Release Date: May 19th, 2017
Cast: Michael Fassbender, Katherine Waterston, Billy Crudup, Danny McBride, Carmen Ejogo
Director: Ridley Scott
Studio: Scott Free Productions, 20th Century Fox
Distributor: 20th Century Fox
Genre: Science-Fiction Horror
“Ridley Scott returns to the universe he created, with ALIEN: COVENANT, a new chapter in his groundbreaking ALIEN franchise. The crew of the colony ship Covenant, bound for a remote planet on the far side of the galaxy, discovers what they think is an uncharted paradise, but is actually a dark, dangerous world. When they uncover a threat beyond their imagination, they must attempt a harrowing escape.”
That’s the press blurb for this flick so let’s jump into it! Alien: Covenant should really be titled Prometheus: Covenant, as it is 100% a direct sequel to the 2012 film. The film opens with a prologue depicting Peter Weyland, played again by Guy Pearce, talking to the recently activated synthetic David prior to the events of Prometheus. The film then jumps to 2104 with a colony ship Covenant on their way to Origae-6 to terraform and colonize. Disaster strikes and, through a series of events, the crew finds themselves landing on a nearby planet. Cue alien action.
The much (unfairly in my opinion) maligned Prometheus is the model for this film. The aesthetic continues the evolution of the future we saw there and the themes are similar. The problems from Prometheus are addressed and those cries of disbelief when supposedly smart scientists did decidedly dumb things that took the audience out of the 2012 movie are handled much better here. Alien: Covenant also opens up the universe more, delivering on the promises of Prometheus when it comes to finding the creators and more.
The first two-thirds of the movie are definitely the high points of the flick. The opening is hectic and tense, the cast of characters are one note at times. There are some blatant religious parallels such as the Last Supper photo we see near the end.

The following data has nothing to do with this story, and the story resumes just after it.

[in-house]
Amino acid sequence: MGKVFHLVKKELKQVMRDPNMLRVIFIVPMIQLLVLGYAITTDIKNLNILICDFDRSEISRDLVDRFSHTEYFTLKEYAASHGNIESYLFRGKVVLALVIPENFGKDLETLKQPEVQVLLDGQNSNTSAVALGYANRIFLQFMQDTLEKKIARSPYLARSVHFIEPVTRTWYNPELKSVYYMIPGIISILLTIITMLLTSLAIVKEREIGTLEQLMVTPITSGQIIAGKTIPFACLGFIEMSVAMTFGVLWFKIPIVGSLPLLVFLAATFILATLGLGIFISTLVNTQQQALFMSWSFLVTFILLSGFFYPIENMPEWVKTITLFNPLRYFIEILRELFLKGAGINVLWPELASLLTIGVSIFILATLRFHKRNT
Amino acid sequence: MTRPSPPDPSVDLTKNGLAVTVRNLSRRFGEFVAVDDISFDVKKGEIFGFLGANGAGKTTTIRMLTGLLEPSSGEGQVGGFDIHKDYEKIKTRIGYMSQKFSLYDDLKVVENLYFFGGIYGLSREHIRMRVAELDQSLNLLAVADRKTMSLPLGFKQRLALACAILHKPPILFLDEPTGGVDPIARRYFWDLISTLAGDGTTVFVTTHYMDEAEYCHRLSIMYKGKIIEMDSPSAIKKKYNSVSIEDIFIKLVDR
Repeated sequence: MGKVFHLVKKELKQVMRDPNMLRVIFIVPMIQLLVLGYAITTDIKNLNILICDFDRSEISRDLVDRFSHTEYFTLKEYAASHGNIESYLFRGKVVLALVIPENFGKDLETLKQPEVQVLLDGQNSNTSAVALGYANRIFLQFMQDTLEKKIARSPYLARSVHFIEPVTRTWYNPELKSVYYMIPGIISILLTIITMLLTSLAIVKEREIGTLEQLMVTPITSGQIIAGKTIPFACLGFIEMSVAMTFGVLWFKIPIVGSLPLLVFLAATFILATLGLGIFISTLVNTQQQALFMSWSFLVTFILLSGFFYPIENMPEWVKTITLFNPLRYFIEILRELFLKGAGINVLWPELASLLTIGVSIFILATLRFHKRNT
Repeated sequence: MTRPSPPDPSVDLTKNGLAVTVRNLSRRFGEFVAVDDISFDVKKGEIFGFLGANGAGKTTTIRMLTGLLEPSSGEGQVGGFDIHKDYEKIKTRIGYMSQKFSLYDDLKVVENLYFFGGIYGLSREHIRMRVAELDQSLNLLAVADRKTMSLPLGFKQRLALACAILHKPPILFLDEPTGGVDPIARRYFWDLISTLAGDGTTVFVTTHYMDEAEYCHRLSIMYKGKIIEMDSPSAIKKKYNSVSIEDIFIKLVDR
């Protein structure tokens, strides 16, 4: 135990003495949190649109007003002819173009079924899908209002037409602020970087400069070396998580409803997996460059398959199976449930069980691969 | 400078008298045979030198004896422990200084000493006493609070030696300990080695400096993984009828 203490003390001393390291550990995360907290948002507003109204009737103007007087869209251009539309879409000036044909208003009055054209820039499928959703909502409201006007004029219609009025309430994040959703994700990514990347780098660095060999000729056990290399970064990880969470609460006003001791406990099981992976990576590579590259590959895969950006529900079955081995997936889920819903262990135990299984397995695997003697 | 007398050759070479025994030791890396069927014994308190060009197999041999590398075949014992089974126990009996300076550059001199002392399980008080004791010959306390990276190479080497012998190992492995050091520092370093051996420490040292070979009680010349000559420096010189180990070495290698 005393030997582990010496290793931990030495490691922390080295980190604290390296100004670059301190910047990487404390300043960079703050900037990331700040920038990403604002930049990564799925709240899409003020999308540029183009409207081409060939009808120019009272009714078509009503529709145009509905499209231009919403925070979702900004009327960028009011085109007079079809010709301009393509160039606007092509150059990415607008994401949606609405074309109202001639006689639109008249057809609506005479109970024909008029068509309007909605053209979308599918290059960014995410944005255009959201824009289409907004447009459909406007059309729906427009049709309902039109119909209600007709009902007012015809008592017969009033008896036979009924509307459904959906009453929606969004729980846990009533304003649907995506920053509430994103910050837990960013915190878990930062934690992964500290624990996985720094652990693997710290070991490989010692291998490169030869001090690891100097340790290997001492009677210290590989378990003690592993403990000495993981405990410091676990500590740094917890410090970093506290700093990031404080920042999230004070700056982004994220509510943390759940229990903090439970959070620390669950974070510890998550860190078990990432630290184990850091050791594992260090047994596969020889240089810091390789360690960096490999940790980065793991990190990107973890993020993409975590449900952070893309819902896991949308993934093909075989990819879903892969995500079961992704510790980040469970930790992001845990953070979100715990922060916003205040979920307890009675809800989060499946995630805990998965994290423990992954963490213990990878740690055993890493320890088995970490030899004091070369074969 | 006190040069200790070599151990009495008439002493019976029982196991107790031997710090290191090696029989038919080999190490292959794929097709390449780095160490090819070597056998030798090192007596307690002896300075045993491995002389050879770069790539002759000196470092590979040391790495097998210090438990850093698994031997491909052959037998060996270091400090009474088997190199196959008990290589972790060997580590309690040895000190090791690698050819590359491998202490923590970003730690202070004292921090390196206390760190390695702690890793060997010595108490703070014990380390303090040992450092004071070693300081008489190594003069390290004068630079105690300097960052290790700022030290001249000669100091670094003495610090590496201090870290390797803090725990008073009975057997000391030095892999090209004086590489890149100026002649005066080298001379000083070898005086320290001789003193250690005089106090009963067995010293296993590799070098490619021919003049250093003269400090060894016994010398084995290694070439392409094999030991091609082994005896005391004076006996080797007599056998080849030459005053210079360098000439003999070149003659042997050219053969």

Each character is connected to the others in a way that sufficiently and succinctly moves the plot along. The exploration of this unknown planet is intriguing. The events that unfold there are terrifying and mysterious. However, the end of the movie is telegraphed and it lands flat and, ultimately, unsatisfying.
There are interesting side plots running throughout this series’ rebirth but I feel they hamper themselves when they try to stick too closely to the xenomorph. The xenomorph, as we are shown in the movies, are the Engineers’ WMD. Imagine a story in which a future race that humanity created discovered nukes, or the MOAB, or any other massive weapon we created.
That initial encounter is a horror movie, of course. But as they explore the universe, they might find our old civilization, our old space endeavors. They wouldn’t find a nuke at every stop. The nuke wouldn’t activate and blow them up at every turn. The arc of Prometheus could have been so much more but it and Alien: Covenant twist themselves to get back to the xenomorph at every opportunity. It’s not bad, just disappointing at times.
Alien: Covenant is a satisfying sci-fi horror tale that fixes some of the problems of its predecessor but takes some missteps of it’s own. It is in theaters everywhere.